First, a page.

Church in Sudan: The Stuff of Civilization

Nimule Road

This is a major road in southern Sudan. It runs between Nimule and Magwi. The Church, along with CRS, has been involved in road improvement projects through Food For Work programs. Photo by Karen Kasmauski for CRS

by John Lindner

My CRS colleagues told me during briefings that in southern Sudan the Church is civil society, meaning it handles many services typically dispatched by government.

The priests I met in southern Sudan also talked about the church as civil society, emphasizing in particular how it accommodates community leaders who need a neutral place to work out conflicts.

In eastern Equitoria, the Sudanese state I visited, you see evidence of the Church everywhere. Signs at major public projects list the agencies responsible for the work. Most frequently, they list the diocese of Torit, CRS, and USAID.

Both my colleagues and the Sudanese priests insisted the Church is not in love with the fact that it has assumed many tasks of government. First of all, the Church has Church work to do, ministries, diocesan business, aging buildings of its own. Second it doesn’t have any of the typical powers of government. Doesn’t have and doesn’t want power to collect taxes. Doesn’t have and doesn’t want power to enforce laws. The bishops, priests, religious sisters and brothers and lay leaders chose Church roles; they did not choose to be mayors or governors or city planners.

So I had the word of humanitarians and clergy that the Church and her partners (of which there are too many for me to list here) undergird civil society in southern Sudan. And I saw evidence of their work everywhere. Finally, a representative from the government itself weighed in.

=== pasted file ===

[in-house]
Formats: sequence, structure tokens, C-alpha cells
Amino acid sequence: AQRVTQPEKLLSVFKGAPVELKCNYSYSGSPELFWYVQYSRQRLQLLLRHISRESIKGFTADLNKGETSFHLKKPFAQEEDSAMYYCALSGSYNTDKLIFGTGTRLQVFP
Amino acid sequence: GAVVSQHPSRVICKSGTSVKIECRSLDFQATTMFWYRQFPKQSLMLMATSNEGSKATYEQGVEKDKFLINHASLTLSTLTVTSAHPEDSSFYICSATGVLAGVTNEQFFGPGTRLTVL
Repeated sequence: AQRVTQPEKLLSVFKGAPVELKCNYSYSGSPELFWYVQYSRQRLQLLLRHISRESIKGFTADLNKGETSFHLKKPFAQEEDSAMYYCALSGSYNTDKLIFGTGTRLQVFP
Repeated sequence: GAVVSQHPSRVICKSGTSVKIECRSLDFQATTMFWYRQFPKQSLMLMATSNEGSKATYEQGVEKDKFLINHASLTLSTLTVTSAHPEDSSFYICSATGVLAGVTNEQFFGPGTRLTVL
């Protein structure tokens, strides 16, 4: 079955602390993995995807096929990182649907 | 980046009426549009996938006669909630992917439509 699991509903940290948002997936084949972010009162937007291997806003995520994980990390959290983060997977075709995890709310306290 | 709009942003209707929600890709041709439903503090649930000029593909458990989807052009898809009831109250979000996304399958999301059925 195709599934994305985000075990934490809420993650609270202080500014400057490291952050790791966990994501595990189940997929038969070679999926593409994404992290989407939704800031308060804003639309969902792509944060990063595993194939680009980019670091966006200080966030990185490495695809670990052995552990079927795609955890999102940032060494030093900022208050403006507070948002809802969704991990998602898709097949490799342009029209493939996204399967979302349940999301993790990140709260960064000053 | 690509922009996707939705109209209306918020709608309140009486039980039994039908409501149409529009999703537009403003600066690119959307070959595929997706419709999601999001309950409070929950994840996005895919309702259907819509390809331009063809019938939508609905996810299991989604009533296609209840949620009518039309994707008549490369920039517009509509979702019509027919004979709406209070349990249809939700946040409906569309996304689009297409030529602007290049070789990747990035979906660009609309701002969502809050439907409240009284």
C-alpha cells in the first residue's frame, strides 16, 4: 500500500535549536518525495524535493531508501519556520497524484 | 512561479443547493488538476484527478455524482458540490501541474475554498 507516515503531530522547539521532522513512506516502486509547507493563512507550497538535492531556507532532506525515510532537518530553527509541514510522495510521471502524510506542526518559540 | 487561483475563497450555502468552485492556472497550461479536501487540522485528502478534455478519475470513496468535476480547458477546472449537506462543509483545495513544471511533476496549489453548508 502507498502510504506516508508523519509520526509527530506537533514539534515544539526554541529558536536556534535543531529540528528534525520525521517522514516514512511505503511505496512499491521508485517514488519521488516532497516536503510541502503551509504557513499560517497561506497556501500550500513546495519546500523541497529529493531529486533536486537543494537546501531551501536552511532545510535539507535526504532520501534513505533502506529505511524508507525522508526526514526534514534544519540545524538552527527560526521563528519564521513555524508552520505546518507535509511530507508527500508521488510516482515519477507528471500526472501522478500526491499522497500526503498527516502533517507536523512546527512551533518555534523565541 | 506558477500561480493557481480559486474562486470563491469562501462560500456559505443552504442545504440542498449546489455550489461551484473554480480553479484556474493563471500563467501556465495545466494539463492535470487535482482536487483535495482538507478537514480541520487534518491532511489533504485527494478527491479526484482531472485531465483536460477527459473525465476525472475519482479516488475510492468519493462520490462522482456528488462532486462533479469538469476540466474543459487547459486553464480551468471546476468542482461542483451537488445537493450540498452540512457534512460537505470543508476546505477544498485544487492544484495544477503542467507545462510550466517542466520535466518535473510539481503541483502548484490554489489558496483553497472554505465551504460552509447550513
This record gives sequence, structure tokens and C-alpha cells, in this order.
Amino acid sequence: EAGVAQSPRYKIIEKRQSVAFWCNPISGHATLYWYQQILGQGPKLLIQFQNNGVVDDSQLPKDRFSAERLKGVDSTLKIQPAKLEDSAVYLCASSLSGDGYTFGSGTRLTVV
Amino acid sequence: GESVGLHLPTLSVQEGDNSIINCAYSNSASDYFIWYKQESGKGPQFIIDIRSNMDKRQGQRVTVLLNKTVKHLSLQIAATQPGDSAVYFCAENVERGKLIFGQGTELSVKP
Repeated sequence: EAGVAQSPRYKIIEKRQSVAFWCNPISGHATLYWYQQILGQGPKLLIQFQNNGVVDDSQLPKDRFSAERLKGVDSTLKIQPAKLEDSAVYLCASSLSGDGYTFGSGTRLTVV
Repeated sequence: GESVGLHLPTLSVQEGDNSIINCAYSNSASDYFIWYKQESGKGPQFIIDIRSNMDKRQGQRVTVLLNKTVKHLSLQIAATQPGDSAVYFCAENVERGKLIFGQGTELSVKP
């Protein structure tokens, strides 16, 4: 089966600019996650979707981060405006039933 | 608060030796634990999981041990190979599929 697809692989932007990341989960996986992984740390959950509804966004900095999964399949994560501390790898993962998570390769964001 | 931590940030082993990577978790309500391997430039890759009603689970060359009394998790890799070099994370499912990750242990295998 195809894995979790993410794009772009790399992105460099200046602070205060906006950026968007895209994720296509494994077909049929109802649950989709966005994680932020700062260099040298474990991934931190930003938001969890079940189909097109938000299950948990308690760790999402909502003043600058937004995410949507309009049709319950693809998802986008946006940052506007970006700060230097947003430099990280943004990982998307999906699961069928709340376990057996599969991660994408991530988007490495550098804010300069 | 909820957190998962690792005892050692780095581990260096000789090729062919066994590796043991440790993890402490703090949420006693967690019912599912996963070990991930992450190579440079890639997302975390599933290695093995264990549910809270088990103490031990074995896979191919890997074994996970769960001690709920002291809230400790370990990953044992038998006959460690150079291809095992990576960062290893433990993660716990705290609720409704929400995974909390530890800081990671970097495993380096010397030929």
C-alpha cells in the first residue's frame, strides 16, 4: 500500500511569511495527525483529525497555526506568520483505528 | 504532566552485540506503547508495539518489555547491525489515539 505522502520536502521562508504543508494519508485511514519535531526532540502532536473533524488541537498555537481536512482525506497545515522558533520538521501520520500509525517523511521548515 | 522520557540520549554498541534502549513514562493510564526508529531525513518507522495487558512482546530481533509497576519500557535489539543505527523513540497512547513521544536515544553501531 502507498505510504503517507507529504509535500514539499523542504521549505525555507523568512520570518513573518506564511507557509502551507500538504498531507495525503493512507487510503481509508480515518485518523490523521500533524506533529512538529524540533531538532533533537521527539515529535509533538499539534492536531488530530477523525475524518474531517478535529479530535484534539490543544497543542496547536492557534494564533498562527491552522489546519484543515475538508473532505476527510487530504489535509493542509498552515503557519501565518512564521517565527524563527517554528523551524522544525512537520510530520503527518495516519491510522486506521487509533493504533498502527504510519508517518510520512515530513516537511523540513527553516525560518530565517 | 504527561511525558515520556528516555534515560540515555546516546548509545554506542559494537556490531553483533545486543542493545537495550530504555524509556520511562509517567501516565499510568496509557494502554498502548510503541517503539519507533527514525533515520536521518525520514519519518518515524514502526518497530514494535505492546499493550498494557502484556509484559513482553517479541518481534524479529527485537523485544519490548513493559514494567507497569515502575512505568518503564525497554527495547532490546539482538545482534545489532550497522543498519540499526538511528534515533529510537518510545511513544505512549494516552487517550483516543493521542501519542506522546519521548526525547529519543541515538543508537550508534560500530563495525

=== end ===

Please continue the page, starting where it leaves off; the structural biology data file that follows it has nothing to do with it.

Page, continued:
I asked Dr. Luka Moloja, minister of health for the Government of Southern Sudan, “How important is the church to the community?”

I expected something perfunctory and official and safe like: “Oh goodness, yes, the Church! Long may it prosper. Great people. Good show, etc.” Politician speak.

Instead, what I heard from Dr. Luka could have come from a diocesan spin meister, but with considerably more gravitas:

“The Church,” he said, “is the community. It is the assembly point. Even when they have other social programs, it is here. It is a religious place, a social place and an educational place.”

It is civil society in southern Sudan.

Learn more about CRS’ work to achieve peace in Sudan.

CRS web managing editor John Lindner traveled to southern Sudan to report on peacebuilding. This is the first of a set of posts on the work the Church and CRS are doing in southern Sudan.

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